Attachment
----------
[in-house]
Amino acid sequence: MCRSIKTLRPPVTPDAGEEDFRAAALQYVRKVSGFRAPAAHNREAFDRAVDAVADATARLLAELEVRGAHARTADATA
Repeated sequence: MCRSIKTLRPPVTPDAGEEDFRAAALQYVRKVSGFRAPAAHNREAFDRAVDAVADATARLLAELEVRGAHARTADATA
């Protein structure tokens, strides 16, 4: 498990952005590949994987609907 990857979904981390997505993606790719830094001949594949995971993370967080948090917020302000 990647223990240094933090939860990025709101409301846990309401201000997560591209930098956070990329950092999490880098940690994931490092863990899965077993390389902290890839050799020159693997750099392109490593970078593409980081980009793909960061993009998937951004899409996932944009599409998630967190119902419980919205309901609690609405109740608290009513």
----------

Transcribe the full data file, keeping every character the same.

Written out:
[in-house]
Amino acid sequence: MCRSIKTLRPPVTPDAGEEDFRAAALQYVRKVSGFRAPAAHNREAFDRAVDAVADATARLLAELEVRGAHARTADATA
Repeated sequence: MCRSIKTLRPPVTPDAGEEDFRAAALQYVRKVSGFRAPAAHNREAFDRAVDAVADATARLLAELEVRGAHARTADATA
């Protein structure tokens, strides 16, 4: 498990952005590949994987609907 990857979904981390997505993606790719830094001949594949995971993370967080948090917020302000 990647223990240094933090939860990025709101409301846990309401201000997560591209930098956070990329950092999490880098940690994931490092863990899965077993390389902290890839050799020159693997750099392109490593970078593409980081980009793909960061993009998937951004899409996932944009599409998630967190119902419980919205309901609690609405109740608290009513």